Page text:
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BMW Drift Cars

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BMW  Drift Cars


All BMWs are RWD so there are enough BMW drift cars to choose from!


BMW M5


All the latest high-spec models are ready to drift but newer BMWs are very expensive. Considering the chances of having accidents it's not a good idea to take these out unless you're loaded with money or have loads of drifting experience.


If do you have the money you could get a late-model M5 or perhaps even a M6. Cars like that always perform great and won't disappoint you if you're looking for some sideways fun.


Most of us will have to do it with the older models, which are still very good though.


The older 6-series and 7-series are more designed to serve the luxury customer. They can drift, but would it be a smart choice? I’d say no. I have yet to see someone using these cars for drifting.


If you want to get cars like the older 6 & 7 series sideways you have to change the suspension, make the car lighter and possibly add some horses.






BMW Drift Cars


3-series (75-»)

BMW 3-series

If you’re looking for BMW drift cars then look no further than BMW’s 3-series. The 3-series holds a long racing history and has always been a good driving machine. With its perfect FR layout it has also proven itself to be a great drifting machine.


It’s a popular model for drifting here in Europe, but not so much in Japan. Its performance, price and availability make it an easy choice for anyone interested in getting sideways. There are plenty of cheap spare parts or tuning options and with its outstanding chassis it is a great car to learn the basics in.


When it comes to looking for one on the market, choose wisely because there are a lot of heavy 3-series with luxury trim.


Ranging from the old E30 series to the newest E90 series, almost all models and specs are great for drifting. But if you’re on a budget and going after the older models I would try to stay away from the heavy, underpowered engines, simply because the power-to-weight ratio is very important to consider.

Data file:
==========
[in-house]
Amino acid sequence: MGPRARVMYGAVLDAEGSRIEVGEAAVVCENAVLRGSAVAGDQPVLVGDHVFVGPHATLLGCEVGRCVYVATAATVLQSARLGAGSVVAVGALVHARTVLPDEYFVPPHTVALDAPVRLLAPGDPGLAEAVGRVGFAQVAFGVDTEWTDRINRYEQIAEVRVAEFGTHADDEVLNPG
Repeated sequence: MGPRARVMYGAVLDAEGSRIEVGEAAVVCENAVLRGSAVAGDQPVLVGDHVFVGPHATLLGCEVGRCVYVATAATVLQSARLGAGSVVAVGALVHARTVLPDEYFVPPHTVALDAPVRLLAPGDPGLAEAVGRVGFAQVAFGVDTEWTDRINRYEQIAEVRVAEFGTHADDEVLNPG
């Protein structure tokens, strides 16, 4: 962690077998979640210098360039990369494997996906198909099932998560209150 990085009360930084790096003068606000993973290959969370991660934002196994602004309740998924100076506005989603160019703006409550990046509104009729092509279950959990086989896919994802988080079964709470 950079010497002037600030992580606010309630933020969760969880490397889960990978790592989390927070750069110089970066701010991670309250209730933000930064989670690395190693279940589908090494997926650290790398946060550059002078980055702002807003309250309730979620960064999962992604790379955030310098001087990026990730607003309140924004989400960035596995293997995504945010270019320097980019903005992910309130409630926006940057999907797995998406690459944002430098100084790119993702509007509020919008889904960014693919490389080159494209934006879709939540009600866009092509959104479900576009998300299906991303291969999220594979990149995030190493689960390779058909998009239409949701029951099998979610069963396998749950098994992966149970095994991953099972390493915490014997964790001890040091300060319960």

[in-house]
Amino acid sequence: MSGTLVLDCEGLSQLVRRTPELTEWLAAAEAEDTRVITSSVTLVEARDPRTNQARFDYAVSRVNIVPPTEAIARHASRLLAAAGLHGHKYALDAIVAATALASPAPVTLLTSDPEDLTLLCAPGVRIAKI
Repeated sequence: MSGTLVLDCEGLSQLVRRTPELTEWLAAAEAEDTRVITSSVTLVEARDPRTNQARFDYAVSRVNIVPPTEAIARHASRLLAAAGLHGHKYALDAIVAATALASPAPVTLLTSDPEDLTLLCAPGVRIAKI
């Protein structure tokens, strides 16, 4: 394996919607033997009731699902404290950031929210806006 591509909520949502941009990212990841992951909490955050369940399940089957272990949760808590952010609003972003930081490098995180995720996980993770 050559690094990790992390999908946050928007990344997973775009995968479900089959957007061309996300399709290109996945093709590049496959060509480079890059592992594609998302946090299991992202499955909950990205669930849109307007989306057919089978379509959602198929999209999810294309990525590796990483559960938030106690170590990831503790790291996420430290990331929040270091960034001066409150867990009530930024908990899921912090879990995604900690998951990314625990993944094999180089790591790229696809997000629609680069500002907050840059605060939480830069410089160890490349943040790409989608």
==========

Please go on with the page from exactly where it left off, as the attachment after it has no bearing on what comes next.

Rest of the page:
Take for example the E30 series. The 2.0 liter engine has more horsepower but weighs heavier than the 1.8 liter engine. As a result the lighter 1.8 liter with less horsepower outperforms the heavier 2.0 liter car.


The E30 series are getting harder to find nowadays and most of them are showing signs of some rust, so you might consider the slightly newer E36 series as well. M3s are always excellent of course, but those are in even shorter supply.




BMW Drift Cars


M5 (86-»)

BMW M5

The 5-series is another great drift car, but it’s definitely not the best. It has a downside: its weight! Nine out of ten times you see a 5-series covered with an M-badge and that’s not for nothing!


If you are going to drift the 5-series you're better off using an M5. If not, there's a good chance you'll find yourself without enough power to drift such a heavy car. You can drift normal 5-series, and they are actually wonderful BMW drift cars, but you need to have sufficient power for such a heavyweight if you are going to take drifting seriously.


The E34, E39 and the E60 M5s are beautiful drift machines but unfortunately they don’t come cheap. Even the old models are still quite expensive. Nevertheless it's worth to pay the price, because it’s an impressive sight to behold when such a big saloon car is drifting!




BMW Drift Cars


Z3, Z4(96-»)

Z3

The Z3 and the Z4 are the real BMW drift cars, but they're not as widespread available and a bit more expensive as a late-model 3-series.


This car makes you wonder if it isn’t just build for drifting.


An FR layout and a BMW chassis; If you choose the right powerplant this 2-door roadster car is the ultimate BMW drift car.


Although a bit pricey, the M Coupe is the one you want, but all the others will do just fine. The Z4 is a lot more expensive since it's still quite a new car.



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